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ProJourn expands to provide Illinois journalists with pro bono legal help

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Operated by RCFP, the program assists journalists with legal vetting, accessing public records, and business needs.

The Reporters Committee for Freedom of the Press announced today that it will expand its ProJourn program to journalists and newsrooms in Illinois. ProJourn currently assists journalists with public records access in California, Georgia, New York, North Carolina, Texas, and Washington, as well as with pre-publication review and business-related legal needs nationwide.

“We are thrilled to expand ProJourn to Illinois, where there is growing momentum in support of nonprofit newsrooms and independent journalists delivering exceptional investigative reporting,” said ProJourn Director Flavie Fuentes. “As a program that proactively supports newsrooms serving historically marginalized communities, including those whose first language is not English, we look forward to supporting Illinois’ ethnic media and providing crucial legal assistance to all local journalists.”

Among the initial law firms partnering with ProJourn that have offices in Illinois are Akerman and Davis Wright Tremaine.

Since the program was piloted by Microsoft and Davis Wright Tremaine in 2020 and 2021, ProJourn has provided free legal support for more than a hundred local journalists and news organizations, filling a critical, growing need. 

Operated since 2021 by the Reporters Committee, with a generous investment from the John S. and James L. Knight Foundation, ProJourn unites law firms and corporate in-house counsel to help with pre-publication review, public records access, and business legal needs — adding capacity to the Reporters Committee’s existing efforts, including the organization’s litigation program and Local Legal Initiative, and the Free Expression Legal Network, a national network of law school clinics.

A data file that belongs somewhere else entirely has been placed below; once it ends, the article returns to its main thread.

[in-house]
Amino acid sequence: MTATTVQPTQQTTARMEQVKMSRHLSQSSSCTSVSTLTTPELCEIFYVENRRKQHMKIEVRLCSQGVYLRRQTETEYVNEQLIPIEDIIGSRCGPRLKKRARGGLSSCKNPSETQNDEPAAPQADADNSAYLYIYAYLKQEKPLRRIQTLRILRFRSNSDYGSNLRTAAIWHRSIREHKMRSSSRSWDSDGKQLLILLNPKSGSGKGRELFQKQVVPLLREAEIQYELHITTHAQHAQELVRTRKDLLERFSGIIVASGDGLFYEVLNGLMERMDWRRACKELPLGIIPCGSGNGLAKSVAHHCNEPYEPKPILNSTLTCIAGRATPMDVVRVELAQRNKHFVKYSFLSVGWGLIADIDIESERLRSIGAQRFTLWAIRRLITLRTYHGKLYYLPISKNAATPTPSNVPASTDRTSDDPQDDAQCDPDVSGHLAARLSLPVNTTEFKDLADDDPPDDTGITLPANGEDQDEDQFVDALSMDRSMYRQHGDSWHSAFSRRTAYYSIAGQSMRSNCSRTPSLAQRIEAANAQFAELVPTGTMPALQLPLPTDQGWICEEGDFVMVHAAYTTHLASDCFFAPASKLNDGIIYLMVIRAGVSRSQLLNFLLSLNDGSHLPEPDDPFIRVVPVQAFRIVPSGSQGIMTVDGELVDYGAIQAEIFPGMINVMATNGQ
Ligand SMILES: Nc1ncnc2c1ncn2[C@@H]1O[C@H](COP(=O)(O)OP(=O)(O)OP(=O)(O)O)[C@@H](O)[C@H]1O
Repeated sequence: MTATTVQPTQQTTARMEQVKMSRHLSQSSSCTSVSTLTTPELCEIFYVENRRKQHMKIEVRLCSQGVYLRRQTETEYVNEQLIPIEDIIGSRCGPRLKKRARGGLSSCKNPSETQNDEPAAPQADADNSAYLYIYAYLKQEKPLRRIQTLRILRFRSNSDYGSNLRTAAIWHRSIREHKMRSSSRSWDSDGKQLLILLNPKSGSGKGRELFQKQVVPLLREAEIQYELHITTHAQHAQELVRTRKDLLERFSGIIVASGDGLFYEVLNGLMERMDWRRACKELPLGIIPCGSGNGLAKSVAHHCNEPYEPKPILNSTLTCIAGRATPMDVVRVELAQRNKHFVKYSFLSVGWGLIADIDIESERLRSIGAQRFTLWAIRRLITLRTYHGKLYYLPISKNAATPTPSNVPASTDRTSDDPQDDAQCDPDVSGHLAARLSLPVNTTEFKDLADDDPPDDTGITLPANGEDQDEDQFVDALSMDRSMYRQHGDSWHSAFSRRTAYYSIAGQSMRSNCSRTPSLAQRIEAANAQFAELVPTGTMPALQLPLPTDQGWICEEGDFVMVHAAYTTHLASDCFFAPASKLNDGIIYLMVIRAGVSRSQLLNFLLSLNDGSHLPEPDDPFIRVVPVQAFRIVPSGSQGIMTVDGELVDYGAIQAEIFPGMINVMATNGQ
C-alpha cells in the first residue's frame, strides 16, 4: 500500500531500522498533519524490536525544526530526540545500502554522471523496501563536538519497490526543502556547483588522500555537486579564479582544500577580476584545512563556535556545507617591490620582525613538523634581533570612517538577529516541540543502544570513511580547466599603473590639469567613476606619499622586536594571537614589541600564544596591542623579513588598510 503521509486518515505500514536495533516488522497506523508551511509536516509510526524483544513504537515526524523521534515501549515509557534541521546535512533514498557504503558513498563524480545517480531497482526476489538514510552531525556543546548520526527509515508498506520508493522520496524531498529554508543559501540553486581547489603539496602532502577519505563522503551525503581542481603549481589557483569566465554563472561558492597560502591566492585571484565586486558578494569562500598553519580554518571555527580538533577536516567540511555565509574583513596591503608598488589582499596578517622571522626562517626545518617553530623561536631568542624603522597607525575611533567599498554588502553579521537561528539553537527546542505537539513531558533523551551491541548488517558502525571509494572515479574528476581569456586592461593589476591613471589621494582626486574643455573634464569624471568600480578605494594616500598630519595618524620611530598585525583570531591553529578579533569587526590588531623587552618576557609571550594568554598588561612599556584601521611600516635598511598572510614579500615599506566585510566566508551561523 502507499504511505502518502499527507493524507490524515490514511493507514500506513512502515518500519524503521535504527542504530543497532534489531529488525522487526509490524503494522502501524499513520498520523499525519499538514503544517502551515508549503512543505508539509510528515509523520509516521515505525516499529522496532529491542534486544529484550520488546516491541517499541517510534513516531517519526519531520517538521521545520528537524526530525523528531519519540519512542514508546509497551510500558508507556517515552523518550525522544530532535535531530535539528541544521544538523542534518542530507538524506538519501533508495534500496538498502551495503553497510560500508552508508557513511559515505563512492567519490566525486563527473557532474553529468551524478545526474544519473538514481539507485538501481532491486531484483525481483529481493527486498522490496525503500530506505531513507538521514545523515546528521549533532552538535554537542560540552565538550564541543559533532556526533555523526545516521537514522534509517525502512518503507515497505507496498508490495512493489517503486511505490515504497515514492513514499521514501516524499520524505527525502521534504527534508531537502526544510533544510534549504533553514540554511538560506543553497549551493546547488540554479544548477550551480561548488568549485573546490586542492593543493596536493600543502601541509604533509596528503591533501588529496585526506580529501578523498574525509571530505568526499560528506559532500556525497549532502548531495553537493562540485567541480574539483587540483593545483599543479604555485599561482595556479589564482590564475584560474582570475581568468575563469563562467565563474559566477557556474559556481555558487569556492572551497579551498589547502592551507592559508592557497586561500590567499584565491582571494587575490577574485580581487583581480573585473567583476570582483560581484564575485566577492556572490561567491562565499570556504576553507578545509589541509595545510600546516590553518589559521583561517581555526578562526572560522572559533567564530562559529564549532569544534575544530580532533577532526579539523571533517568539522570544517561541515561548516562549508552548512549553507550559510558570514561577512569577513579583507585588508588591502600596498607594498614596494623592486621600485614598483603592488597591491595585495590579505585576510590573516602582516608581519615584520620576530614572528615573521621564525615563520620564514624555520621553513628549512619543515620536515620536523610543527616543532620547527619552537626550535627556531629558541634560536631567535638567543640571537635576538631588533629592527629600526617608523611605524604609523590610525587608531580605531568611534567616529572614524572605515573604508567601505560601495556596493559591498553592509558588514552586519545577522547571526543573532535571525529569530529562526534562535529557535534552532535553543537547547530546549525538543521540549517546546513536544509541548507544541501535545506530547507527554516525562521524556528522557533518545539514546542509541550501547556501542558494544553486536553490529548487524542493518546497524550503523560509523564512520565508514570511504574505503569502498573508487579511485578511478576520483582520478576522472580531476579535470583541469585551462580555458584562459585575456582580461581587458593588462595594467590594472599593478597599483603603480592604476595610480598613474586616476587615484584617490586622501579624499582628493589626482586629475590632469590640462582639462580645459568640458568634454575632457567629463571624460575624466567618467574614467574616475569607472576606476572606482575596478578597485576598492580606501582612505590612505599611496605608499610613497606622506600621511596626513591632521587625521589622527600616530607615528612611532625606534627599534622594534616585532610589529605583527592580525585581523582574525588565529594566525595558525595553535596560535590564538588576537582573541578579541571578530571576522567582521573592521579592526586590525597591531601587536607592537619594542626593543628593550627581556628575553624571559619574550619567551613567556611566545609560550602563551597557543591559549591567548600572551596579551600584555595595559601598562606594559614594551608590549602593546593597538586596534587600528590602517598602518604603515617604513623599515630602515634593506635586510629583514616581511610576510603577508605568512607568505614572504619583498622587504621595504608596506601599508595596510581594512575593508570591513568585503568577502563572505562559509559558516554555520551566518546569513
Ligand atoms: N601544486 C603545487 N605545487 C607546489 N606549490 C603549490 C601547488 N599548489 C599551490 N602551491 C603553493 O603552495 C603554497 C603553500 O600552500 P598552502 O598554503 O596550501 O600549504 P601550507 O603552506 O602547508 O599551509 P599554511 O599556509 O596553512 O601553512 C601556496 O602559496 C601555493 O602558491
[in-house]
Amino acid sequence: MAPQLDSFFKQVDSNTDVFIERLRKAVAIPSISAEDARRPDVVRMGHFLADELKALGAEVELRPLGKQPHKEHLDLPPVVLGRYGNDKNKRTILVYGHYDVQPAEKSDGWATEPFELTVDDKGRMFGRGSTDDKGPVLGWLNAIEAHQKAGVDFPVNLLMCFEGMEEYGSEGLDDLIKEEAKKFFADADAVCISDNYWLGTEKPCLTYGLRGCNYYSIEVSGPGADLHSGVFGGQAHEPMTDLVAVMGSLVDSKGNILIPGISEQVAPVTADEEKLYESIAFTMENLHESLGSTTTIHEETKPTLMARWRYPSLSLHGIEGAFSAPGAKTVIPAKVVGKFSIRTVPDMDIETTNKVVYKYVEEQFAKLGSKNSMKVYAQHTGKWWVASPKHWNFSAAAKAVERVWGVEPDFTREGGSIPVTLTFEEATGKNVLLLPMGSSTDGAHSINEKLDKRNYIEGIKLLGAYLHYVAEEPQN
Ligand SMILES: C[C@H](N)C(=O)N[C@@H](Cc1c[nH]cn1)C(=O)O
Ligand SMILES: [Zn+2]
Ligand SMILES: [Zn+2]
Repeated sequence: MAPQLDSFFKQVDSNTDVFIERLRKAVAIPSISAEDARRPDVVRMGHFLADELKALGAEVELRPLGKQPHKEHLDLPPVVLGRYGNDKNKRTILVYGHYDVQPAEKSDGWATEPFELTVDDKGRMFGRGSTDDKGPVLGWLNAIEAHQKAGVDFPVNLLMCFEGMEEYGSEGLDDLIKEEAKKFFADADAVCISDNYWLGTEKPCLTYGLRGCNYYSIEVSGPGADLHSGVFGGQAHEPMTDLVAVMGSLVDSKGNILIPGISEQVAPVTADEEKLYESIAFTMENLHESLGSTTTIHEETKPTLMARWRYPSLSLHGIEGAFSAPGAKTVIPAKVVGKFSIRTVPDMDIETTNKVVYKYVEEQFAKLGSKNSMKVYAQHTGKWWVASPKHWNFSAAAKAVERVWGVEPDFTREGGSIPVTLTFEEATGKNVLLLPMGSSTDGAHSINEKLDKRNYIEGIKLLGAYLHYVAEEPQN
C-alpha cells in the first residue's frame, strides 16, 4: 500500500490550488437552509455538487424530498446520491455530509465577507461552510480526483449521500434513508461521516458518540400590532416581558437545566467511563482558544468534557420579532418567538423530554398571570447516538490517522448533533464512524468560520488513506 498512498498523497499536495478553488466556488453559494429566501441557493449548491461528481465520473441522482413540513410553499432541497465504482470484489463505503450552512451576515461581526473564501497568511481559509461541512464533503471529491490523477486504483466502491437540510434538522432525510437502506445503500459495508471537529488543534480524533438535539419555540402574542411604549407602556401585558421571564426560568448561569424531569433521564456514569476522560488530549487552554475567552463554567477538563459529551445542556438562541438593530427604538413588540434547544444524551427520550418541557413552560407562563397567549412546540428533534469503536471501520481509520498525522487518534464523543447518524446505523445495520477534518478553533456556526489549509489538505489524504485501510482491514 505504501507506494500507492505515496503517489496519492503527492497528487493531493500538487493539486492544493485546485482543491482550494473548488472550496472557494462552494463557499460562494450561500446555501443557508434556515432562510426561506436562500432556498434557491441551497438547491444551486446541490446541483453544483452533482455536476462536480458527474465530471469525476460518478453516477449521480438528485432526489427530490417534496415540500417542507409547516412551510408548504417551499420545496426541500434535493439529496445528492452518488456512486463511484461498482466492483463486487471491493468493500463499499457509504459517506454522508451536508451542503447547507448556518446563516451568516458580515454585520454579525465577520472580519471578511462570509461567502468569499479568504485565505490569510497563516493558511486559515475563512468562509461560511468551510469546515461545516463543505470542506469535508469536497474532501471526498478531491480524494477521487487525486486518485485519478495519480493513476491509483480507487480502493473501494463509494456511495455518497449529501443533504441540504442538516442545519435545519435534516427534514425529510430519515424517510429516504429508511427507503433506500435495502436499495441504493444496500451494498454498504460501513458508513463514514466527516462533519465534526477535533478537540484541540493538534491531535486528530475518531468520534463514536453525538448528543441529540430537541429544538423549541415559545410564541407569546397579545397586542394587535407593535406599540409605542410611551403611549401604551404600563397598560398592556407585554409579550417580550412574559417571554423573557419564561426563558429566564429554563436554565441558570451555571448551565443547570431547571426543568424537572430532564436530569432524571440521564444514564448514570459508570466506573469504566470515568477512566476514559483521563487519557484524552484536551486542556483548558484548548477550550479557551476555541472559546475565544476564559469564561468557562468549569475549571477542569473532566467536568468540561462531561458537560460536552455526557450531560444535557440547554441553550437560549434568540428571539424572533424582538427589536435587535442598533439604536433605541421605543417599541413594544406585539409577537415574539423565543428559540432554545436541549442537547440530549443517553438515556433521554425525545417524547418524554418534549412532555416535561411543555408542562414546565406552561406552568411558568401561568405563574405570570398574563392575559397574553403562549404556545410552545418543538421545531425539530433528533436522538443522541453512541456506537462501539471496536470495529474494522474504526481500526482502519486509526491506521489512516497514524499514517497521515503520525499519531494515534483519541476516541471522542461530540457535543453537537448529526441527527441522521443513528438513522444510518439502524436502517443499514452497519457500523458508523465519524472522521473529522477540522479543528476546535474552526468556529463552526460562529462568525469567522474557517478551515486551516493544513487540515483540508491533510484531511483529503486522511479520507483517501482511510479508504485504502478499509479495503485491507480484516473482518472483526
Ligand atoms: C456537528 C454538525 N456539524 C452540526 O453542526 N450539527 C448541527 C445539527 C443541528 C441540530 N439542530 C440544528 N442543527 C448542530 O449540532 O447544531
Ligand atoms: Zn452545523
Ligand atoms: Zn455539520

In 2023, attorneys working with ProJourn logged nearly 2,500 pro bono hours supporting local journalists and newsrooms. In Vallejo, California, for example, ProJourn helped the nonprofit newsroom Open Vallejo obtain public records that paved the way for its groundbreaking local journalism that exposed how city officials intentionally destroyed key evidence related to police shootings.  

“ProJourn has been absolutely transformative to our work,” Open Vallejo Executive Editor Geoffrey King told the Reporters Committee at the time. “It’s important to have powerful allies in the fight for truth.”

Last year, attorneys working with ProJourn also vetted 45 stories before publication, handled 25 public records matters, and led 14 trainings — including several in Spanish — teaching journalists everything from how to access public records to how to mitigate legal risks before publishing.

For more information on ProJourn, visit

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